'DATELINE'S' CHRIS HANSEN TRAVELS ACROSS ASIA TO REPORT ON A DRAMATIC HUMAN TRAFFICKING RESCUE MISSION ON WEDNESDAY, AUG. 8
NEW YORK � August 6, 2007 � U.S. Government analysts estimate that every year there are between 500,000 and 1.1 million people who are trafficked across international borders, making it one of the fastest growing forms of international organized crime. The majority of cases occur in Southeast Asia. In the upcoming "Dateline" report "To the Rescue" airing Wednesday, Aug. 8 (10 p.m. ET), Chris Hansen travels across Asia to report in real-time on an extraordinary mission to rescue a number of young trafficking victims who say there were being threatened with prostitution. What's more, Hansen and NBC News cameras confront one of the alleged leaders of the human trafficking ring.
The hour long report follows Tom "Troop" Emonds and his friend Jerry Howe as they embark on an improbable rescue mission stretching from the Philippines to Malaysia after receiving an alarming phone call from Emond's 22-year-old niece, Lannie, in which those holding her demanded ransom money. The call had Emonds convinced she had fallen into the shadowy world of human trafficking. After failing a national nursing exam, Lannie took what she believed was a job as a hotel singer in Malaysia. But once she arrived in Malaysia, her passport was confiscated and she was told to sign an eight-year "contract," meaning she was going to be held against her will until she was 30.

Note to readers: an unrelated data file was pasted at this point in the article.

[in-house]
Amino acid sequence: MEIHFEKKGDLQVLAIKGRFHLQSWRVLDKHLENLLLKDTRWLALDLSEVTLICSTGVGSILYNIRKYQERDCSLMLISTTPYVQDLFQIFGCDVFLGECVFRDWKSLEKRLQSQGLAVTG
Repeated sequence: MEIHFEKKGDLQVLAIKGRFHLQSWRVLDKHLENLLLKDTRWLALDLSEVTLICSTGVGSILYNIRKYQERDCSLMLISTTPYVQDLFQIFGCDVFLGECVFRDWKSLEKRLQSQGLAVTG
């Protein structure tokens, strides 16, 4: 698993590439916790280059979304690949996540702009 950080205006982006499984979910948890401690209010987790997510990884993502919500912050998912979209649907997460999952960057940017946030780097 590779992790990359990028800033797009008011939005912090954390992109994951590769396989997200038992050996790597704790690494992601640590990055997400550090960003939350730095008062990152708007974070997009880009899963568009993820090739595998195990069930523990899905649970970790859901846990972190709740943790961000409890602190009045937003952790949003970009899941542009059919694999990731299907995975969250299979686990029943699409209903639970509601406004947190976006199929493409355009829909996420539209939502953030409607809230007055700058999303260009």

Ambassador Dr. Mark Logan, Director of the Office to Monitor and Combat Trafficking in Persons (TIP) and Senior Advisor to the Secretary of State, was interviewed for the report. He refers to this as a "bait and switch," saying: Young people like Lannie are often told, "'We can get you out of this awful economic situation you're in with better work, the conditions will be good, the pay will be good'�and often times it turns out to be the most gross form of sexual exploitation."
As President Bush is expected to decide in September whether or not to sanction Malaysia for its failure to combat human trafficking, this report shines a light on how the dedication and resilience of two Americans were able to save the lives of a just a handful, while millions of people are being kept in modern day slavery which robs them of their youth, health and innocence in immeasurable ways.
David Corvo is the executive producer of "Dateline NBC."